Potter seeks review of two evidentiary rulings made by the trial judge. First, she claims that the trial judge erroneously denied her motion to exclude the expert testimony of Dr. Ger relating to causation. Second, Potter claims that the trial judge erred by granting Blackburn's Motion in limine to exclude a portion of the taped trial deposition of Dr. Ger on cross examination. We review a trial judge's decision regarding the admissibility of expert testimony for abuse of discretion.3 When an appellant claims that a trial judge abused his or her discretion in admitting evidence, this Court will first consider whether the specific rulings were correct.4 If the Court determines that a trial judge abused his or her discretion, the Court will then consider whether the mistakes constituted significant prejudice so as to have denied the appellant a fair trial.5 When, however, arguments not fairly presented to the trial judge are presented for the first time on appeal, we review for plain error. For the reasons set forth below, we affirm the trial judge's evidentiary rulings.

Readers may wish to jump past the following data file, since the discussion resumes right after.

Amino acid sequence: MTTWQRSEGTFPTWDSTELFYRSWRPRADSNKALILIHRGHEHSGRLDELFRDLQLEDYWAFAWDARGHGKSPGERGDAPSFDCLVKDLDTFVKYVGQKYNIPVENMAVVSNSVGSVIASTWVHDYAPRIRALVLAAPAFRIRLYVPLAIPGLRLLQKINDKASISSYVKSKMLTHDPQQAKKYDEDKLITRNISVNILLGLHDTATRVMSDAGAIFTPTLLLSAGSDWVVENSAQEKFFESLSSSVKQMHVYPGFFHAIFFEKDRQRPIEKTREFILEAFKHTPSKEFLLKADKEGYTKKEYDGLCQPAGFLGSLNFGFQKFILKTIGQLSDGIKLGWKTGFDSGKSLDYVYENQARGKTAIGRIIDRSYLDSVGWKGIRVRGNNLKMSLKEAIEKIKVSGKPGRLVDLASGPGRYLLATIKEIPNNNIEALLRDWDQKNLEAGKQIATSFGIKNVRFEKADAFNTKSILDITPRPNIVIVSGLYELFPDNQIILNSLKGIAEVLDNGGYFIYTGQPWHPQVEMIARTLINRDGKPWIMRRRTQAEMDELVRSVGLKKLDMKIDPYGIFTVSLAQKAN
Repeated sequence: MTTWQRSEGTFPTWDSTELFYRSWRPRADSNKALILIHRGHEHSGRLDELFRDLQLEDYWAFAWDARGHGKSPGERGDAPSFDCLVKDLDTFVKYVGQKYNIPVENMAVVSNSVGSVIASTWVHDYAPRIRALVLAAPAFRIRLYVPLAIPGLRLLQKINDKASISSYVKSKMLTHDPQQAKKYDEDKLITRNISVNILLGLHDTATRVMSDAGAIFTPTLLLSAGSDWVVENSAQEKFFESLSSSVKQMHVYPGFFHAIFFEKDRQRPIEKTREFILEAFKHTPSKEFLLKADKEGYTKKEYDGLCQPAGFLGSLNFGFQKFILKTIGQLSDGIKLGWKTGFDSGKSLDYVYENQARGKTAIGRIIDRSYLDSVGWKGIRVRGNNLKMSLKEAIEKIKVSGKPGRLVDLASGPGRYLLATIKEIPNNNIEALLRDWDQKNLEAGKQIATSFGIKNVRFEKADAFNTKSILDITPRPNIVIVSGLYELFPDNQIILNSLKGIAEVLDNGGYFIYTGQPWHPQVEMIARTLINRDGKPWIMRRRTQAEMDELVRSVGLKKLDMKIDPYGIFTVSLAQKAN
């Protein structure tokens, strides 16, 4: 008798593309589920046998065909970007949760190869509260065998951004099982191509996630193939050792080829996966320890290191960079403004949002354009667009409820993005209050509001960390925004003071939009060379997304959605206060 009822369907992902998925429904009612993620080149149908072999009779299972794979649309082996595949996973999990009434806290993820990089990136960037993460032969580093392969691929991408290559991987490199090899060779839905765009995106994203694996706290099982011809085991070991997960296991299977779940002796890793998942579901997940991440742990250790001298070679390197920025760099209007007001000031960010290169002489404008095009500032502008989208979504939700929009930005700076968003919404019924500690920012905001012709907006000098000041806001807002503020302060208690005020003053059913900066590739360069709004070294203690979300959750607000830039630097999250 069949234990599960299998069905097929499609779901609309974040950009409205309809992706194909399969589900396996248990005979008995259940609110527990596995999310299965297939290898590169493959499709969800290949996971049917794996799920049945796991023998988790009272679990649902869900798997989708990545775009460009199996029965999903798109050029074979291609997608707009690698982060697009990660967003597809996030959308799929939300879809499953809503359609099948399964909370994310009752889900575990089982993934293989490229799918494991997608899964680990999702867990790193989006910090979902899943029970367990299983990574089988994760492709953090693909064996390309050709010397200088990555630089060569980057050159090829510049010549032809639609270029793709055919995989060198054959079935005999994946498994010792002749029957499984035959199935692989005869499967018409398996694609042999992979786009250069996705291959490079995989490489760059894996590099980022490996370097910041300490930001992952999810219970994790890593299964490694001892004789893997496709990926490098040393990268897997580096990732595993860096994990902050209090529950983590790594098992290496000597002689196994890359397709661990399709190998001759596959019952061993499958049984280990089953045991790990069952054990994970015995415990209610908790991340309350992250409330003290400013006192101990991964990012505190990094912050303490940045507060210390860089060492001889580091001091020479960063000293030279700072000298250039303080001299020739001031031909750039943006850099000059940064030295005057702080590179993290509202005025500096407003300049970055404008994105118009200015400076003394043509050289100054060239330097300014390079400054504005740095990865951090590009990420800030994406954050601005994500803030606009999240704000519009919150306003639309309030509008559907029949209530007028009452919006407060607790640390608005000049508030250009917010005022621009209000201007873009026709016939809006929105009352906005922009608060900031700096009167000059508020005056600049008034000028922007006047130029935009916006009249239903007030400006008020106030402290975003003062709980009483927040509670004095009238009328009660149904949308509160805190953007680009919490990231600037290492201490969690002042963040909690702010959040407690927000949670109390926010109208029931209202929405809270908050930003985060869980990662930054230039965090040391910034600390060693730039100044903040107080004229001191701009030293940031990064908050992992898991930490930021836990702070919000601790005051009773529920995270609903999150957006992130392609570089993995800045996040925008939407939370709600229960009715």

Potter's Motion in Limine to Exclude Dr. Ger's Expert Testimony
On May 28, 2002, Potter's counsel presented his motion to exclude Dr. Ger's opinion that the accident did not cause Potter's rotator cuff injury on the grounds that Dr. Ger based his opinion “upon his review of a single photograph” 6 and that the question for the trial judge was: “does a medical expert have sufficient training or expertise to rely upon photographs of damage to reach an opinion concerning the cause of injury?” 7 Potter's counsel went on to argue:
I mean, had Dr. Ger testified that there were other bases for his opinions independent of his reliance upon photographs, then I think, like any other opinion from a doctor, it would come in, I can attack the weight. But where the opinion was based solely upon his conclusion regarding the forces of impact, and his determination of forces of impact are dependent upon his view of a single photograph, then that raises a real question of whether or not he's qualified to make that opinion, ․
․ we have a doctor who's basing his opinion upon forces of impact solely upon the amount of property damage to two vehicles, and he's not qualified to do that. And because that is the basis of Dr. Ger's opinion, and because that's the only opinion that he reached, then I don't think he should be allowed to express that opinion. So that's my motion in limine.8 (emphasis added)
Potter's counsel argued quite straight forwardly to the trial judge: (1) Dr. Ger did not have the expertise to base an opinion on causation of the injury based solely upon a photo of damage to the plaintiff's auto; (2) but, if he relied on other independent bases for his opinions, then “I think, like any other opinion from a doctor, it would come in, I can attack the weight.” 9 Potter insists that the trial judge erred because Dr. Ger based his opinion solely on the photo(s), and, thus, the opinion should not have been admitted.